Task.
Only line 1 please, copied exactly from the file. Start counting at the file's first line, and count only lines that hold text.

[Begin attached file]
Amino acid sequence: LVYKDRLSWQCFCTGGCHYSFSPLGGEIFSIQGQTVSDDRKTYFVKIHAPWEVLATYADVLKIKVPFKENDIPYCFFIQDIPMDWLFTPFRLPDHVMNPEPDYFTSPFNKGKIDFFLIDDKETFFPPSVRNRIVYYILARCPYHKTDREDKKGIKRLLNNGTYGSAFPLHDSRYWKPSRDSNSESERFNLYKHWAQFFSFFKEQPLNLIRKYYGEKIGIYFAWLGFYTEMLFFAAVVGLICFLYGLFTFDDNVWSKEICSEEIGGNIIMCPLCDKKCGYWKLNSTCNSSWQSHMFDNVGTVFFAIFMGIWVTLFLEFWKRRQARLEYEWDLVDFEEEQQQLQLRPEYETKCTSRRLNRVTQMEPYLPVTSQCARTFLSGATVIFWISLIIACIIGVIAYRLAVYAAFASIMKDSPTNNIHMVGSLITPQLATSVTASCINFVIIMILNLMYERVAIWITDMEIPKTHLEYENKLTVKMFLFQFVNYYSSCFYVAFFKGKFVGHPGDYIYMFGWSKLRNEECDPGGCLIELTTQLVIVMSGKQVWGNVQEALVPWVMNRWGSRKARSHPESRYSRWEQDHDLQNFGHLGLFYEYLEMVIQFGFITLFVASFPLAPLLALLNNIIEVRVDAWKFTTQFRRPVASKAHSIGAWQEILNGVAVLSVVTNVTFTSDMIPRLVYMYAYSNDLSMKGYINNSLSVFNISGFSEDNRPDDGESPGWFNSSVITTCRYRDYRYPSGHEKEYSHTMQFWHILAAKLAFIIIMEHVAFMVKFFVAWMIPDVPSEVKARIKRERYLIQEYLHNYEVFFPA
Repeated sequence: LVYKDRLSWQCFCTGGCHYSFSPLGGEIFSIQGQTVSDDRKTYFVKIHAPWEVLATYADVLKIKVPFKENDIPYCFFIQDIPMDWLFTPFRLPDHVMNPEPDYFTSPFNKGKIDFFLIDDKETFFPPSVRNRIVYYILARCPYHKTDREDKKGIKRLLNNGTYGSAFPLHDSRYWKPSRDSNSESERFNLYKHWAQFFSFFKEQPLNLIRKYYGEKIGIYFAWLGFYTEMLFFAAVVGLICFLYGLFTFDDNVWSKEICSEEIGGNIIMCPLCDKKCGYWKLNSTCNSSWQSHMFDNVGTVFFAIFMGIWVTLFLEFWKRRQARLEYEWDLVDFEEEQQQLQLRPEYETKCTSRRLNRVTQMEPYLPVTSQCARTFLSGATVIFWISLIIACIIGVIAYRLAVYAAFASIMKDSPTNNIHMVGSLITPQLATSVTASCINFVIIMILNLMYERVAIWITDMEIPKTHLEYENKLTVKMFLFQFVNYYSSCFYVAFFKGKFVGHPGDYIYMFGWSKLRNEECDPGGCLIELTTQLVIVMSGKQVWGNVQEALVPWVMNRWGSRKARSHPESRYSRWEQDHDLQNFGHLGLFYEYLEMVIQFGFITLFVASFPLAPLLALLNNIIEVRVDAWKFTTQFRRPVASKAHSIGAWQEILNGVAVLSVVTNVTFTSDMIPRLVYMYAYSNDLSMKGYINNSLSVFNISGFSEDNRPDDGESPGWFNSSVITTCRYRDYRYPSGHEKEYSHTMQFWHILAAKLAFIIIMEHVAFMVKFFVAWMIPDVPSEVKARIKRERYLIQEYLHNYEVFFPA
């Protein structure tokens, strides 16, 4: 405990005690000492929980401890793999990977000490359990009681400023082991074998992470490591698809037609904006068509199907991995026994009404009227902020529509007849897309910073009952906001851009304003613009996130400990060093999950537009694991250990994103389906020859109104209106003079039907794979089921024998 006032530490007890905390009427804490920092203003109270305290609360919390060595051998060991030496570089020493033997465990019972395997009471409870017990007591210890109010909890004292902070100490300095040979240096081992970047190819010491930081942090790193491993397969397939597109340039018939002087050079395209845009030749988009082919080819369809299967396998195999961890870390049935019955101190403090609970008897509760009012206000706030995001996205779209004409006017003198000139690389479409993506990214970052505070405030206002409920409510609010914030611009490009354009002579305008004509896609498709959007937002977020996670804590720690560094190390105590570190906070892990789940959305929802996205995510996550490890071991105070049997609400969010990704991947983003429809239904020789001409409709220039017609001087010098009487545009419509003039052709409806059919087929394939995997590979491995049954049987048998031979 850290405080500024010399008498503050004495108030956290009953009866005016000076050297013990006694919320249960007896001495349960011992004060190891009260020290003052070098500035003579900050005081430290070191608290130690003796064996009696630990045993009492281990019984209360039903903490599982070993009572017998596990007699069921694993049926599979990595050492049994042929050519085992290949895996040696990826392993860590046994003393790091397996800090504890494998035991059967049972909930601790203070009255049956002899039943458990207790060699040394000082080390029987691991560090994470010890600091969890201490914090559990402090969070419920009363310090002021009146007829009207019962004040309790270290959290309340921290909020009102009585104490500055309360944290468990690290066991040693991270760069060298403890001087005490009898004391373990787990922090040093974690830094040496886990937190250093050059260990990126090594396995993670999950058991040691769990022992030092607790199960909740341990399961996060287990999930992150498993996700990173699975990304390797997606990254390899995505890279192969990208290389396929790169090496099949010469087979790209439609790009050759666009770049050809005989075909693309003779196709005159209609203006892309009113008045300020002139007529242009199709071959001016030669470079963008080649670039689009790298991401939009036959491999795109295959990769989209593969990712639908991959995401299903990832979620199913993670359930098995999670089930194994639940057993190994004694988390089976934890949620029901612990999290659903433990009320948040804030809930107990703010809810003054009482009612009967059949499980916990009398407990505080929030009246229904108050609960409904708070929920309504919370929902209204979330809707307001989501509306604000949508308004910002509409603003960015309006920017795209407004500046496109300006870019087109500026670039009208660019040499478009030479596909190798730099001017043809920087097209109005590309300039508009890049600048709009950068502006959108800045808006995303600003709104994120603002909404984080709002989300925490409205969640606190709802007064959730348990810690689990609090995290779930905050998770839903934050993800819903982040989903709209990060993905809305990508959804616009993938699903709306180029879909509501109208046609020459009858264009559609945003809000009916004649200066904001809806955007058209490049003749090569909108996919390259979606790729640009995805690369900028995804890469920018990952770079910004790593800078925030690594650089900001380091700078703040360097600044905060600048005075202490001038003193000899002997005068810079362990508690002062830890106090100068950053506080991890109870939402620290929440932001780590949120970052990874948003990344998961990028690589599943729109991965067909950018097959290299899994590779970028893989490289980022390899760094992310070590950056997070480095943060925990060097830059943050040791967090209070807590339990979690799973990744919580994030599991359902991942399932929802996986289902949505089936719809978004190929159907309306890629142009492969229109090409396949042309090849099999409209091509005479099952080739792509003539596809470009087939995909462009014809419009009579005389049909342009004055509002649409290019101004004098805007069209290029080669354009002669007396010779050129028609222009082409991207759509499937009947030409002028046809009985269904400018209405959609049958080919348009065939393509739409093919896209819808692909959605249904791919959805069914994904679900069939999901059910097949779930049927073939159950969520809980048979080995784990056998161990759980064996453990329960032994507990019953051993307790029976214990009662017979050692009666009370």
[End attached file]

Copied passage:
Amino acid sequence: LVYKDRLSWQCFCTGGCHYSFSPLGGEIFSIQGQTVSDDRKTYFVKIHAPWEVLATYADVLKIKVPFKENDIPYCFFIQDIPMDWLFTPFRLPDHVMNPEPDYFTSPFNKGKIDFFLIDDKETFFPPSVRNRIVYYILARCPYHKTDREDKKGIKRLLNNGTYGSAFPLHDSRYWKPSRDSNSESERFNLYKHWAQFFSFFKEQPLNLIRKYYGEKIGIYFAWLGFYTEMLFFAAVVGLICFLYGLFTFDDNVWSKEICSEEIGGNIIMCPLCDKKCGYWKLNSTCNSSWQSHMFDNVGTVFFAIFMGIWVTLFLEFWKRRQARLEYEWDLVDFEEEQQQLQLRPEYETKCTSRRLNRVTQMEPYLPVTSQCARTFLSGATVIFWISLIIACIIGVIAYRLAVYAAFASIMKDSPTNNIHMVGSLITPQLATSVTASCINFVIIMILNLMYERVAIWITDMEIPKTHLEYENKLTVKMFLFQFVNYYSSCFYVAFFKGKFVGHPGDYIYMFGWSKLRNEECDPGGCLIELTTQLVIVMSGKQVWGNVQEALVPWVMNRWGSRKARSHPESRYSRWEQDHDLQNFGHLGLFYEYLEMVIQFGFITLFVASFPLAPLLALLNNIIEVRVDAWKFTTQFRRPVASKAHSIGAWQEILNGVAVLSVVTNVTFTSDMIPRLVYMYAYSNDLSMKGYINNSLSVFNISGFSEDNRPDDGESPGWFNSSVITTCRYRDYRYPSGHEKEYSHTMQFWHILAAKLAFIIIMEHVAFMVKFFVAWMIPDVPSEVKARIKRERYLIQEYLHNYEVFFPA